As part of Camden Yards' 20th anniversary, the club will honor their six Hall of Famers with bronze statues in a picnic grove beyond the batter's eye wall in center field this year. The statues — in the likeness of Frank and Brooks Robinson, Earl Weaver, Jim Palmer, Eddie Murray and Cal Ripken Jr. — will range from seven to eight feet in scale and weigh between 600 and 1,500 pounds each.
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Oriole Park at Camden Yards, 333 W Camden St # 1, Baltimore, MD 21201-2435, USA
Maryland sculptor Antonio Tobias "Toby" Mendez created the statues and they'll be cast into bronze by Baltimore's New Arts Foundry, which did the same for the Babe Ruth and Johnny Unitas statues outside of Oriole Park and M&T Bank Stadium.
Mendez has an extended resume of creating public sculptures, including two of former Supreme Court Justice Thurgood Marshall in Maryland and ones of Nolan Ryan in Arlington, Texas and Don Shula in Miami.
The Orioles will dedicate each Hall of Famer statue individually at home games throughout the season. An official announcement will be made in January on specific dates, but the plan is to dedicate one a month with the honoree in attendance. The statues will be unveiled in order of when the subject's number was retired by the club, so Frank Robinson's ceremony will be the first at some point in April; Brooks Robinson in May; Weaver in June; Palmer in July; Murray in August and Ripken in September.
Palmer said when he and the other five posed for a picture in Cooperstown, N.Y., on the day Ripken was enshrined into the Baseball Hall of Fame in 2007 it reinforced the feeling that "we were part of something really special." And that likely will be the same sense when Palmer sees himself immortalized in bronze.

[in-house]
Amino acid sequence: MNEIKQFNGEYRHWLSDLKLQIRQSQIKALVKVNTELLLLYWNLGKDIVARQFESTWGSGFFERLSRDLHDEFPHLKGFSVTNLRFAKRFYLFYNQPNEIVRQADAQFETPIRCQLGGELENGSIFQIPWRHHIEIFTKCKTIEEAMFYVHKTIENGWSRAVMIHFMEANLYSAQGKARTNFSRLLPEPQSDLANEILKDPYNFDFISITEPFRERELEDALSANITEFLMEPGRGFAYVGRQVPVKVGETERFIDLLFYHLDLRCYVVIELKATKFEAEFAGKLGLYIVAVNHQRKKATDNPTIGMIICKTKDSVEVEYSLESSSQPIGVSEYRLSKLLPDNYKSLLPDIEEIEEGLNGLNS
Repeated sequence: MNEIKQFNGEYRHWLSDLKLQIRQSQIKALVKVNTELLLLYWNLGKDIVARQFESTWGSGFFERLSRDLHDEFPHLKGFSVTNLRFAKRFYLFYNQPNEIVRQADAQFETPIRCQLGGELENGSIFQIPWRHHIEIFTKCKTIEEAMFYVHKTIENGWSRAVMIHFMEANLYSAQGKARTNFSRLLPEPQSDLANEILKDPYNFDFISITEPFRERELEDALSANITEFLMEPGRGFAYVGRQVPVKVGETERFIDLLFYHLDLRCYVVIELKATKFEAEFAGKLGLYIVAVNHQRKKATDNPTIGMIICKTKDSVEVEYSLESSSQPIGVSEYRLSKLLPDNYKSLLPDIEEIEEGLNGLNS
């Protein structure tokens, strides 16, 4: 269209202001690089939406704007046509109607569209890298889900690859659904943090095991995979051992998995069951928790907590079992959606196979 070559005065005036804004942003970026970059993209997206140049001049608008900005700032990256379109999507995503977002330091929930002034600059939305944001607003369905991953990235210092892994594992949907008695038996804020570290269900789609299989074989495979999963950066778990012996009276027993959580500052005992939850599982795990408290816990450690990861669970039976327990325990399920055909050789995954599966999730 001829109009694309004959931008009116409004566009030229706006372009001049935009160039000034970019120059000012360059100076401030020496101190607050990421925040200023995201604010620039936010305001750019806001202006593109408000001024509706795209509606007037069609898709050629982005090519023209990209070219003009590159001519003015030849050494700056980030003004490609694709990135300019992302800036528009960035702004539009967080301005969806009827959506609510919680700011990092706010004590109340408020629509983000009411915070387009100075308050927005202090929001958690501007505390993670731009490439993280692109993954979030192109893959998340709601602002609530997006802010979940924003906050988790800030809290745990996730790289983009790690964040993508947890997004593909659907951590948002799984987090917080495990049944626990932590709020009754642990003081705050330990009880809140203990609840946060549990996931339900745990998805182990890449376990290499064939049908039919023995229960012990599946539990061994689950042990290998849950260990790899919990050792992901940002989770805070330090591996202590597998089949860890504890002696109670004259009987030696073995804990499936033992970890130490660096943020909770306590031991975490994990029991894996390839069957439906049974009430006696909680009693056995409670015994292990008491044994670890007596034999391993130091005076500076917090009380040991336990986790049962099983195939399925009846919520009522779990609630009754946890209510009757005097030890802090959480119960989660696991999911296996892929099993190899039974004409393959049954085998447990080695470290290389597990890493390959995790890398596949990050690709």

Earlier this year, Palmer had the opportunity to view the clay version of his stature and a few of the others and make some suggestions — specific facial features of Brooks Robinson or the length of Weaver's legs — and he is excited to see how it all turned out.
As for his own legacy, Palmer said the statue may introduce him to another generation of fans, who will learn just how good the teams of the 1960s, 1970s and early 1980s were.
"Some people know me as the 'underwear guy' and some as 'The Money Store guy' and now some people will have to walk up to my statue and see who I used to be," Palmer said. "But that doesn't take away from the fact that I picked the right time to play for the Orioles. Some people tell me, 'You played 30 years too early when it comes to salary.' But I wasn't 30 years too early in playing baseball when it comes to baseball history in Baltimore. And those statues will reflect that."
In addition to adding the statues, Eutaw Street and the picnic area will be overhauled, with a new bar and seating area on top of the batter's eye wall in center. Anyone with a ticket to that day's or evening's game will be able to access that section. The batter's eye picnic area will also be accessible to fans during the day and closed at night when the team is not playing, similar to Eutaw Street being opened on non-game days.
"It's certainly going to be a unique experience," said Greg Bader, the Orioles' director of communications. "It's an area of our ballpark where we have had fans reference, 'What's up there, can we go up there?' Well, what's up there right now is unutilized space. … Now we will provide a unique vantage point, an elevated spot in center field that gives a unique look to home plate."
One of the more interesting changes for 2012 is that the flag court wall directly above the out-of-town scoreboard will be removed in place of a railing, so that fans in that area can have a better view of the playing field.
In essence, that means the 25-foot, right-field wall will now be about 21 feet, which could end up producing more homers and fewer doubles to that area. Whether the railing will be in play — or will be considered an automatic home run — has not been announced by the club.
Other additions to the complex include new concessions at the north end of Eutaw Street, a canopy added to the B&O Warehouse to provide shelter from inclement weather and new flooring and wall coverings throughout the main concourse.
The renovations were estimated at $1.8 million and the expenses will come out of the Supplemental Improvements Fund for Maryland Stadium Authority structures and, to a lesser extent, the Authority's operations funds.
The statues, however, will be paid for by the ballclub.
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